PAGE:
Clinton Global Initiative University kicks off


By Samantha Rosa, news correspondent

Northeastern University kicked off the 10th annual Clinton Global Initiative University (CGI U) Friday with speeches from former U.S. President Bill Clinton, Northeastern President Joseph E. Aoun and other distinguished guests.

CGI U 2017 participants, which includes more than 1,200 students who represent 95 countries and 282 colleges and universities collectively engaged in seminars, workshops, discussions with panelists and service learning opportunities through Sunday.

“The most important things are life, liberty, love, and the opportunity to give something to someone else,” said Bill Clinton.

Chelsea Clinton opened the ceremony by thanking Northeastern for hosting the event and highlighting some of the programs and initiatives students have started. She spoke about students who have developed programs to halt illegal agricultural practices, started a training program to support undocumented immigrants and created protective, durable blankets for refugees.

“I know that you must do whatever you can to not only get progress, but to protect progress and to support each other, and I think that arguably that matters now more than ever before,” Chelsea Clinton said. “We see optimism in action and collaborative support in one another in CGI U every year.”

Bill Clinton thanked the student volunteers, the CGI U network and recalled speeches he gave at Northeastern during the beginning and end of his presidency. He mentioned the graduation speech he gave in 1993 during his first year of presidency, and another he gave nine days before leaving office. Clinton also highlighted Northeastern’s social entrepreneurship work and widely recognized co-op program.

“I just had this instinct that people of all ages and backgrounds were only to happy to talk and learn, but they actually wanted to do something and wanted to be challenged to do something,” Clinton said. “All of our research has shown that the kind of commitments you made here work best. That is, diverse groups make better decisions than lone geniuses or homogeneous groups.”

Aoun told students in attendance that they represent the hope for the next generation and the strength of the global community working together.

“Students, your presence here demonstrates something very simple but also very profound: You have a passion to make tomorrow better than today,” Aoun said. “That passion to serve, to uplift and to create is perhaps more powerful than you realize. It is, I believe, what distinguishes us as human beings and what gives us a unique advantage. It’s an advantage that will serve you well.”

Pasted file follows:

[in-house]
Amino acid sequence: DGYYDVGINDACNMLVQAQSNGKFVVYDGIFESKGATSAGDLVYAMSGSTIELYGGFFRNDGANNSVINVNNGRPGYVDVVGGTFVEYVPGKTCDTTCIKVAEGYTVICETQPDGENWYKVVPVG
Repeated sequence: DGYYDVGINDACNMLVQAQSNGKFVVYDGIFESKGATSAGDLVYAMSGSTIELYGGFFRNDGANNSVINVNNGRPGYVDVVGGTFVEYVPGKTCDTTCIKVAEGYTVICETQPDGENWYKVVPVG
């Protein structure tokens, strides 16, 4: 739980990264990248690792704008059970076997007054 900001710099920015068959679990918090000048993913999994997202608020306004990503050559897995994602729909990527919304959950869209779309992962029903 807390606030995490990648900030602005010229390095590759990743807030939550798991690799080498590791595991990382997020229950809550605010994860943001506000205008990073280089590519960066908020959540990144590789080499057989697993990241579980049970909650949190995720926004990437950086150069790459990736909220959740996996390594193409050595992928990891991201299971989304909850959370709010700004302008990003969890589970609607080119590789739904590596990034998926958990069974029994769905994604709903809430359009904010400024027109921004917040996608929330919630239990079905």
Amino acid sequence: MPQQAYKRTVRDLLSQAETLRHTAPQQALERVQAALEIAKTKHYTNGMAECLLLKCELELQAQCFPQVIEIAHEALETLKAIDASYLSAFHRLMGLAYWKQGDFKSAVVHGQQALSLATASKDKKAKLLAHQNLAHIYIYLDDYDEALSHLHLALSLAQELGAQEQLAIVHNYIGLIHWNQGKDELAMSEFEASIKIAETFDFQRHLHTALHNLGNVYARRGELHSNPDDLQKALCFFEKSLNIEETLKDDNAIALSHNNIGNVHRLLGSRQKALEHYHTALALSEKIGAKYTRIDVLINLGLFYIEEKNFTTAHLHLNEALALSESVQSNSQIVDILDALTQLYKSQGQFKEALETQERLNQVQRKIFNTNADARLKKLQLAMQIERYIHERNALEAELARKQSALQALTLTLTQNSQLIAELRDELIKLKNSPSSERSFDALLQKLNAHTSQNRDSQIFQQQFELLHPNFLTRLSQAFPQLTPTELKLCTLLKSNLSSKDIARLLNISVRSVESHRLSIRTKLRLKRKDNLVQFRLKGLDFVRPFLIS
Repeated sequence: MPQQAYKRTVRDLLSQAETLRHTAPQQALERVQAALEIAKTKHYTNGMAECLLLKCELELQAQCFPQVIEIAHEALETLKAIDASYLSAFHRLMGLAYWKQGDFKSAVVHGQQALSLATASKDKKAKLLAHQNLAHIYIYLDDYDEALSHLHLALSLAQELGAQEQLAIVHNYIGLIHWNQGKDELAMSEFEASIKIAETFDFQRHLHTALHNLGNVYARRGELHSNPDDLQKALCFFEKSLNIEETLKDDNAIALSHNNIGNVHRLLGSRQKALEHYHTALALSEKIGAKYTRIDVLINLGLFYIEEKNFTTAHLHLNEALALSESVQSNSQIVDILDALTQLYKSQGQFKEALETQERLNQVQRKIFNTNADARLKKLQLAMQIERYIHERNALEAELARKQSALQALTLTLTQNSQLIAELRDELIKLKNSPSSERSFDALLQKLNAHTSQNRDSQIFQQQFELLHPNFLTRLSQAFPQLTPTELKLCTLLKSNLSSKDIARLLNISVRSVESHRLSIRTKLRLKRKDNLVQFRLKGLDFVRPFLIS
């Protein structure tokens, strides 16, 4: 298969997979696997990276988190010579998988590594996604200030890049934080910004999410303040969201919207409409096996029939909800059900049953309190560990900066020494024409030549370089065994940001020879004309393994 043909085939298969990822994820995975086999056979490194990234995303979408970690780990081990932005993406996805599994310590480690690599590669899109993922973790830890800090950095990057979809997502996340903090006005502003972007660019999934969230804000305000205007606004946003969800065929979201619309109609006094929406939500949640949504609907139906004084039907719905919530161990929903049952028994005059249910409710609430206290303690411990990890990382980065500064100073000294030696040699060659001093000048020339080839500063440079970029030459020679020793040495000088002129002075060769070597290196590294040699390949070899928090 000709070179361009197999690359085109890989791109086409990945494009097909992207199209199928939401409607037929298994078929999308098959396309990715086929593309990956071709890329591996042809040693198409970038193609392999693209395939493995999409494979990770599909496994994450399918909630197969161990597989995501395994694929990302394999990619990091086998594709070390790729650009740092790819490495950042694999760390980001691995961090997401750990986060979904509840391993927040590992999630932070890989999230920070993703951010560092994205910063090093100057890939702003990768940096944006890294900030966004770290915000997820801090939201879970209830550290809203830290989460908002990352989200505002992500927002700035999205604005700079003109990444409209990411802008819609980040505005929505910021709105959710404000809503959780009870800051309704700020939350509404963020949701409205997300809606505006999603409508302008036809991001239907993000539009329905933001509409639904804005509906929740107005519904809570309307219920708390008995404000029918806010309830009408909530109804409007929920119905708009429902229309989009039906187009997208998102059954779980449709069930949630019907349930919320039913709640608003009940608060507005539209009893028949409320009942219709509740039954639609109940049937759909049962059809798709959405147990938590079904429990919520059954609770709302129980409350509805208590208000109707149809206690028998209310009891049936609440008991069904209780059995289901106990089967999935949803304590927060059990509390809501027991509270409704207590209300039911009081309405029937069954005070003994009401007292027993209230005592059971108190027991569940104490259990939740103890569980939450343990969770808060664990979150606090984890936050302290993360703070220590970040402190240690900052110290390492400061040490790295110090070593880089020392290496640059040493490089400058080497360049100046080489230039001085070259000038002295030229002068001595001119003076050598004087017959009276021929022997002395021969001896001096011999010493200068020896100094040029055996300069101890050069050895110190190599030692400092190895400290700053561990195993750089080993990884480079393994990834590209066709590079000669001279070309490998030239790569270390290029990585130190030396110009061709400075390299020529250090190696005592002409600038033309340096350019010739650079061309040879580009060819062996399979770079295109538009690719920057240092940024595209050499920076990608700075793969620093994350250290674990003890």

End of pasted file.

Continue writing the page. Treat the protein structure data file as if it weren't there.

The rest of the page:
Bill Clinton introduced and moderated panelists that included Olympic bronze medalist Ibtihaj Muhammad, author and activist Sandra Uwiringiyimana, musician and author Daryl Davis and high school senior at Strake Jesuit Preparatory School in Houston, Thomas Edwards, who helped rescue people during Hurricane Harvey. Each panelist emphasized the importance of conversation, learning about the opposition and participating in difficult discussions.

Uwiringiyimana closed with words of advice for students who want to create change in the future.

“I want to encourage you to go into the world and get to know the people you live next to, and approach everyone with love and kindness,” Uwiringiyimana said.

Michael Dello Russo, a first-year environmental studies major, said he attended the opening plenary to listen to a former president share uplifting words in a society rife with political tension.

“In a time where we have such a negative role model at the head of our country, it’s good to hear positive ones of our past speak,” Dello Russo said.  
Scout Reading, a second-year international business major, said she was motivated to come to this event after last year’s polarizing election.

“I’m just intrigued with what went wrong with last year’s election,” Reading said. “I said if [Donald Trump] got elected, I would leave. But, obviously that isn’t possible. So, I came to this to really see what went wrong.”